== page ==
Ed Ward (captward) Fri 10 Jun 11 12:25
Maybe Lon Gisland for Son of Sweetness? Is there anyplace you wanted to go for this book that you couldn't? Why couldn't you, if so, and where was it/why did you want to go?
die die must try (debbie) Fri 10 Jun 11 18:27
That is interesting about how it is different classes in different countries. Do you think it is a sport like other sports though, or something more? It seems to me, at least for some people, it is a whole identity in a way that other sports don't seem to be.
Ed Ward (captward) Sat 11 Jun 11 03:51
As a non-surfer -- and I'm curious what Mike'll say about this -- to me it seems to be the only solo sport which offers a kind of transcendent relationship to nature, harnessing forces you can in no way control. Mike?
Michael Scott Moore (mikesmoore) Sat 11 Jun 11 04:21
I think the relationship to nature is one reason for the "lifestyle" or identity that comes along with surfing. You have to learn certain universal rules about the ocean to master the sport, a certain respect. That's why the surf community is so strong no matter how diffuse it becomes. But every good surf break also has quirky conditions that give locals automatic authority. The connection to a natural, specific stretch of sand could explain why surfing becomes such a local cult wherever it goes. It's connected with Cornish nationalism in the UK (Cornwall has always resented interlopers from London), Berber nationalism in Morocco (at least in the south, where Berber feeling is strong) and Irish nationalism in Ireland. In Israel and Gaza, though, it's becoming a force for peace, because Israeli surfers have tried to break the blockade with donations of surf equipment for Palestinians on Gaza Beach. So there's something subversive and anti-authoritarian about surfing, too. It inspires a sense of self-reliance and it tends to confuse the dominant local authorities (like Hamas in Gaza, or the government in Cuba).
Michael Scott Moore (mikesmoore) Sat 11 Jun 11 04:24
Ireland, by the way, is one country I wish I'd visited for the book. The waves are terrific on the west coast, and Irish surfers are fairly hardcore (since the water's cold). The UK has less interesting surf, but a more colorful early history -- starting with an Italian ice-cream vendor on the Cornish seashore in the 1930s -- and, of course, Captain Cook. He and his men were the first Europeans to see surfing in Hawaii, since they stumbled upon the islands in the 1700s. They may have even been the first Europeans to surf.
Michael Scott Moore (mikesmoore) Sat 11 Jun 11 04:29
Another country I wanted to visit was Peru, because fishermen there were using horse-shaped surf boats made from thick reeds as long as 3,000 years ago. People can stand on them now, and ride pretty big waves, so some people think the Peruvians deserve credit for developing the sport outside Hawaii. But the boats were probably used mainly for fishing, not for festival contests and pure fun, like Hawaiian surfboards. I mention Peruvian surf boats in the book, but I could have written a whole chapter on Peru.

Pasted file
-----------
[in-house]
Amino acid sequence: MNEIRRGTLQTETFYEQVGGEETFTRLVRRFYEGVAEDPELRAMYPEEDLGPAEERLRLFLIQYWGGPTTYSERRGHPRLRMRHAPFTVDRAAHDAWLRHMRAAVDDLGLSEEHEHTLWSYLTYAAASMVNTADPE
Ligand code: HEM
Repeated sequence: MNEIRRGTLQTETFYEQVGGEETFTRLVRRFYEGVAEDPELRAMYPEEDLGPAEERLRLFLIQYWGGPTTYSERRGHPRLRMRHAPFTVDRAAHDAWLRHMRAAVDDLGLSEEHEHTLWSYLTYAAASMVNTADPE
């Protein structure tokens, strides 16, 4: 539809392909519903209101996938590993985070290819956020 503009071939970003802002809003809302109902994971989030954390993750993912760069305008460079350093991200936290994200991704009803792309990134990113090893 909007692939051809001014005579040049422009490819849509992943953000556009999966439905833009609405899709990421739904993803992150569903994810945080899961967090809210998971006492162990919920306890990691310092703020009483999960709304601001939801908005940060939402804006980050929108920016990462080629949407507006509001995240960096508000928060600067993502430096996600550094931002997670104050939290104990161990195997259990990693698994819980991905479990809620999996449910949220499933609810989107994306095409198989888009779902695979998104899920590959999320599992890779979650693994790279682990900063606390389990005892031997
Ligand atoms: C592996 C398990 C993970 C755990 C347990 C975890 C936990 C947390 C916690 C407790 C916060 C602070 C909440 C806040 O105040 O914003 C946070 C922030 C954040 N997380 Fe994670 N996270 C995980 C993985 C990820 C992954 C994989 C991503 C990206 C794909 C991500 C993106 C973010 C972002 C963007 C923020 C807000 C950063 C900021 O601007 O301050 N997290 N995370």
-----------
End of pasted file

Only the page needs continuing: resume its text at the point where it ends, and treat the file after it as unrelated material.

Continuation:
Gail Williams (gail) Sat 11 Jun 11 15:37
That sounds amazing, too. Really enjoying this, though I do not (so far) have a copy of the book. I would say, in reply to what Ed asked about danger and transcendence, that my family has always been involved in mountain wilderness sports, and that kayaking a wild river or solo climbing a remote mountain can bring on a soul-stirring dance with nature too. I don't know much about the history of sport, but are there any other ancient sports from anywhere that you see as having some commonality with surfing then or now?
Michael Scott Moore (mikesmoore) Sun 12 Jun 11 01:18
Well, soccer is similar. There were ancient forms of "football" in China and South America, but the sport you see on TV was standardized by the British and carried around the world by their empire. But there's no link between the far-flung ancient sports and the rules that developed in Britain (as far as I know). So the analogy I give in my book is actually with the blues and rock 'n' roll. America didn't invent surfing; but it came to America and became something modern and rebellious and new, just like the blues came to America and electrified. During the 60s, in both cases, they rocketed around the world. The strange part is that American missionaries almost snuffed out surfing in Hawaii during the 19th century. Too much naked frolicking in the dangerous waves. In a few cases they turned old surfboards into schooldesks.
Ed Ward (captward) Sun 12 Jun 11 07:03
Readers of this interview who aren't on the Well can send Mike questions via email@example.com and they'll get posted here with alarming speed.
Teleological dyslexic (ceder) Sun 12 Jun 11 15:00
I am enjoying this book, I'm up to Japan; it is making me hungry!
the view from prescription hill (cjb) Sun 12 Jun 11 16:53
I'm also enjoying the book; I'm nearing the last page. Will save my comments, recollections, and questions until I've finished it.